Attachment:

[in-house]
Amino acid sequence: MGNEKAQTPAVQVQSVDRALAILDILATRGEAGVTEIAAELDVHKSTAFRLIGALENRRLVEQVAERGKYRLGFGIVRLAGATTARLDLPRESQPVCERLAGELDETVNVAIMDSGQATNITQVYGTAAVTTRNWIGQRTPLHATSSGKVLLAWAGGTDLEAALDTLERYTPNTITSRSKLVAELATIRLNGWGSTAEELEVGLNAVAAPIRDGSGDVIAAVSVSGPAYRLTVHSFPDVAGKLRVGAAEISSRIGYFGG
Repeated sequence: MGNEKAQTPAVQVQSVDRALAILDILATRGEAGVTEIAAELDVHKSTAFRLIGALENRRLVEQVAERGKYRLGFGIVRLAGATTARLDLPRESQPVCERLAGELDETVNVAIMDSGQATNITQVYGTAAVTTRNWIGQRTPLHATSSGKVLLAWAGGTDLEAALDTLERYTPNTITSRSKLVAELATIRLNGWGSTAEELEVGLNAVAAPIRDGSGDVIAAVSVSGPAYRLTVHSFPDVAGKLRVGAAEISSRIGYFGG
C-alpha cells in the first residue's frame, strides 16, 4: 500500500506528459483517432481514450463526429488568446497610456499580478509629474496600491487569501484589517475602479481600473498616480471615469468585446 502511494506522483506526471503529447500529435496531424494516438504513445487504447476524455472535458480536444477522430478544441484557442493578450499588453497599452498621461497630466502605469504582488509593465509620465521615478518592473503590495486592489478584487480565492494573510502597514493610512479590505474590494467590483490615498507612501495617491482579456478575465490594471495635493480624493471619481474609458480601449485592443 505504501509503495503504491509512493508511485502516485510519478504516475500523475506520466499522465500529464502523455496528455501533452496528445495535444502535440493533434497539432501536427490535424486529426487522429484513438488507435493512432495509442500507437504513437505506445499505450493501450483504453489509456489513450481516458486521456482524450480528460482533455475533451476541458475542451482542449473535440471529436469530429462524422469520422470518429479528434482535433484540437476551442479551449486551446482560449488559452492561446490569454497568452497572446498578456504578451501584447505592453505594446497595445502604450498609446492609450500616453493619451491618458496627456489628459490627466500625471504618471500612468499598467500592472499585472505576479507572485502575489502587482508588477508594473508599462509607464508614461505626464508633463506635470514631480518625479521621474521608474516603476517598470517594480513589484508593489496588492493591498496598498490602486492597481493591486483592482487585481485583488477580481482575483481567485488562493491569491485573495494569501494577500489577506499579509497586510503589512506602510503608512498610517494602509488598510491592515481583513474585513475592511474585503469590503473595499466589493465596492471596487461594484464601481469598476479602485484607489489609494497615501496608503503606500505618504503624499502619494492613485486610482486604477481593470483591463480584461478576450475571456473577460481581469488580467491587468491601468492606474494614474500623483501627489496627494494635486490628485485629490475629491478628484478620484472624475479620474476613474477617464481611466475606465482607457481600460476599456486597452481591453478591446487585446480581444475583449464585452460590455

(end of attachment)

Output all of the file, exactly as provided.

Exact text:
[in-house]
Amino acid sequence: MGNEKAQTPAVQVQSVDRALAILDILATRGEAGVTEIAAELDVHKSTAFRLIGALENRRLVEQVAERGKYRLGFGIVRLAGATTARLDLPRESQPVCERLAGELDETVNVAIMDSGQATNITQVYGTAAVTTRNWIGQRTPLHATSSGKVLLAWAGGTDLEAALDTLERYTPNTITSRSKLVAELATIRLNGWGSTAEELEVGLNAVAAPIRDGSGDVIAAVSVSGPAYRLTVHSFPDVAGKLRVGAAEISSRIGYFGG
Repeated sequence: MGNEKAQTPAVQVQSVDRALAILDILATRGEAGVTEIAAELDVHKSTAFRLIGALENRRLVEQVAERGKYRLGFGIVRLAGATTARLDLPRESQPVCERLAGELDETVNVAIMDSGQATNITQVYGTAAVTTRNWIGQRTPLHATSSGKVLLAWAGGTDLEAALDTLERYTPNTITSRSKLVAELATIRLNGWGSTAEELEVGLNAVAAPIRDGSGDVIAAVSVSGPAYRLTVHSFPDVAGKLRVGAAEISSRIGYFGG
C-alpha cells in the first residue's frame, strides 16, 4: 500500500506528459483517432481514450463526429488568446497610456499580478509629474496600491487569501484589517475602479481600473498616480471615469468585446 502511494506522483506526471503529447500529435496531424494516438504513445487504447476524455472535458480536444477522430478544441484557442493578450499588453497599452498621461497630466502605469504582488509593465509620465521615478518592473503590495486592489478584487480565492494573510502597514493610512479590505474590494467590483490615498507612501495617491482579456478575465490594471495635493480624493471619481474609458480601449485592443 505504501509503495503504491509512493508511485502516485510519478504516475500523475506520466499522465500529464502523455496528455501533452496528445495535444502535440493533434497539432501536427490535424486529426487522429484513438488507435493512432495509442500507437504513437505506445499505450493501450483504453489509456489513450481516458486521456482524450480528460482533455475533451476541458475542451482542449473535440471529436469530429462524422469520422470518429479528434482535433484540437476551442479551449486551446482560449488559452492561446490569454497568452497572446498578456504578451501584447505592453505594446497595445502604450498609446492609450500616453493619451491618458496627456489628459490627466500625471504618471500612468499598467500592472499585472505576479507572485502575489502587482508588477508594473508599462509607464508614461505626464508633463506635470514631480518625479521621474521608474516603476517598470517594480513589484508593489496588492493591498496598498490602486492597481493591486483592482487585481485583488477580481482575483481567485488562493491569491485573495494569501494577500489577506499579509497586510503589512506602510503608512498610517494602509488598510491592515481583513474585513475592511474585503469590503473595499466589493465596492471596487461594484464601481469598476479602485484607489489609494497615501496608503503606500505618504503624499502619494492613485486610482486604477481593470483591463480584461478576450475571456473577460481581469488580467491587468491601468492606474494614474500623483501627489496627494494635486490628485485629490475629491478628484478620484472624475479620474476613474477617464481611466475606465482607457481600460476599456486597452481591453478591446487585446480581444475583449464585452460590455